A discussion with Viola Davis – promoting African American storytelling

Categories: Annual Meetings, Insights, News

Viola Davis: Winner of the coveted EGOT (Emmy, Grammy, Oscar, Tony)

On Day 1 of the Afreximbank Annual Meetings (AAM2024) on June 12, 2024, we were blessed to have an audience with one of the true legends of the silver screen, Viola Davis, the winner of the coveted EGOT (Emmy, Grammy, Oscar, Tony). She shared a stage with her husband, actor and producing partner Julius Tennon and author, Lavaille Lavette, who together launched JVL Media, an independent publishing company focused on diversity and inclusion.

The event opened to rapturous applause as Viola Davis was introduced as the star of “The Woman King,” the 2022 film depicting the valiant all-female warrior unit that protected the West African kingdom of Dahomey between the 17th and 19th centuries. The introduction set the tone for the lively discussions that followed.

The discussion was prefaced with an important signing ceremony – a memorandum of intent -representing a formal agreement between Afreximbank’s FEDA and JVL Media to engage in a partnership aimed at fostering the advancement of publishing Africa’s film development value chain and promoting Afro-narratives within global cinema through the Creative African Nexus programme. In essence, the agreement concerns telling African American stories together, the Global African narrative.

The ensuing conversation centred around the importance of connecting Global Africa with the tools to make a difference, to provide a catalyst for the African film development value chain and leveraging African’s humanity resources through storytelling that includes all aspects of African life. 

Viola Davis, Julius Tennon and Lavaille Lavette discussed the challenges and triumphs of producing films like “The Woman King.”  They highlighted the importance of depicting authentic African experiences and breaking away from stereotypical portrayals often seen in mainstream media.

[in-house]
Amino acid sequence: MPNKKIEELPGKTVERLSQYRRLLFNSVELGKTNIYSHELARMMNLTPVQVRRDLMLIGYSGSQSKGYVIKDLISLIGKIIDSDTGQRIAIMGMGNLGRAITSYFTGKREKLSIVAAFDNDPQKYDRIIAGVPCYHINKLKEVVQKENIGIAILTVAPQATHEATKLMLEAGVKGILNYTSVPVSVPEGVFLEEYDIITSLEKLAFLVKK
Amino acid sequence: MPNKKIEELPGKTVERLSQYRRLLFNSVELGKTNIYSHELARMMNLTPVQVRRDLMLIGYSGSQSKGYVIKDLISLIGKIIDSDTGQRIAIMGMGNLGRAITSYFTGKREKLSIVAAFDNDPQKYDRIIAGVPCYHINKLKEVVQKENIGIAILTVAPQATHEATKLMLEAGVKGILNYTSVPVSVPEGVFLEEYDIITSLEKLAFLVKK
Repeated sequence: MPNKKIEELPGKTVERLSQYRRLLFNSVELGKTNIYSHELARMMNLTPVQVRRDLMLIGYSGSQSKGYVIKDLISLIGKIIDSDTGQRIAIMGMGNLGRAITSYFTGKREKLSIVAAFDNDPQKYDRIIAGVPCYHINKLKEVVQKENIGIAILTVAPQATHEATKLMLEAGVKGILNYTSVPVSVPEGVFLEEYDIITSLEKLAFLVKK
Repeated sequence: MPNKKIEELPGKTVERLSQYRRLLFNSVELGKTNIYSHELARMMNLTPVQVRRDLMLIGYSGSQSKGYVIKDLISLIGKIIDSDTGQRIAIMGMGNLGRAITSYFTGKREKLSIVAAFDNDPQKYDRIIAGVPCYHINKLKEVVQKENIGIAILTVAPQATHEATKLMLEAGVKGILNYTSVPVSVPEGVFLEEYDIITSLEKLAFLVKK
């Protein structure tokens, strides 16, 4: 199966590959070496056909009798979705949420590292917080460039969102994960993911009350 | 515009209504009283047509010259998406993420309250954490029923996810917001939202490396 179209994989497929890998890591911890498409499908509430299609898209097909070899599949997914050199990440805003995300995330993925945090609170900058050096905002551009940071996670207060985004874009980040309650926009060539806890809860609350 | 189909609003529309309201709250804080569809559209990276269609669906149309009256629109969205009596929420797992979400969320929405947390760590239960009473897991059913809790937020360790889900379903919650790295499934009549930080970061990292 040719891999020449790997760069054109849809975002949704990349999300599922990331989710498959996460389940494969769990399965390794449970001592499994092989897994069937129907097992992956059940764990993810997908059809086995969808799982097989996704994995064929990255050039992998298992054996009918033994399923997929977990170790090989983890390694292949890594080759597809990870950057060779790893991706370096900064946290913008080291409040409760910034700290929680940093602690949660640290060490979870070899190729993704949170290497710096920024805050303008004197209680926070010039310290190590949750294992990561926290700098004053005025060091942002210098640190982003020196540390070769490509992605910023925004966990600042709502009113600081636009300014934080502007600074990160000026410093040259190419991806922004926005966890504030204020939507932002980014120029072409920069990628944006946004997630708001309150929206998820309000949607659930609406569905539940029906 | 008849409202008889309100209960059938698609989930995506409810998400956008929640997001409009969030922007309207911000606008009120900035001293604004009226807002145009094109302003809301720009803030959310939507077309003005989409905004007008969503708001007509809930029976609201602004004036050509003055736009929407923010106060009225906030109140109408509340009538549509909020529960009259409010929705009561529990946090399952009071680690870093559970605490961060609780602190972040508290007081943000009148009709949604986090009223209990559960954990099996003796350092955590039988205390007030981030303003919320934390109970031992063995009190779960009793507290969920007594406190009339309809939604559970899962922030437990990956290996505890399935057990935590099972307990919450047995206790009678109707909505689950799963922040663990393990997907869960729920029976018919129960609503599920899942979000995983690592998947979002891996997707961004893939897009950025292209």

All speakers emphasised the need for partnerships to boost the creative sector, enabling more creative and authentic storytelling to provide a balanced perspective on African history. They also highlighted the impact of media representation on shaping perceptions of Africa and the role of African actors in creating impactful representations of the continent.

Viola was asked what that signing moment meant for her. She replied “what that moment meant to me was freedom and freedom and autonomy which is control over your own voice and work.”

Viola went on to say that the problem with our storytelling is that it’s through a white gaze. She painted a picture that, for example, when African Americans remain drug addicts, they remain mothers who are crying over dead sons’ bodies because they got stopped by the police or get killed in a police involved shooting, the perception is very limited. And so what we’re doing through storytelling is humanising us to expand the storytelling, saying that we’re more than just drug addicts; maybe we’re just a mother.

She continued by saying there is a part of us, African Americans, probably also Africans, that has literally embraced images that had been filtered through the white gaze. “This means,” Viola said, “To be worthy, we always have to look beautiful. Or to be worthy we have to be in Black Panther and do backflips and carry swords and be able to disappear. Or to be worthy we have to be that cute black woman that is lighter than a paper bag in a romantic comedy. And what I say is that things can be true but there’s a whole other side of storytelling. Our job as artists is to take life and filter it through us, through our tablets, and give it back to you.”

The discussion culminated with Davis reflecting on the broader impact of their work and their vision for the future. She stressed the importance of leaving a legacy through storytelling, one that transcends generations and ignites a sense of pride and identity among Africans worldwide.

“Our goal is to create stories that are expansive and deeply human,” Davis stated. “By telling our stories from our perspective, we hope to inspire and empower others, showing the world the true richness of African culture and history.”

The discussion concluded with a renewed sense of purpose and commitment to leveraging African stories in the global narrative. The partnership between JVL Media and Afreximbank represents a significant milestone in this journey, promising a future where African voices are heard and celebrated on the world stage.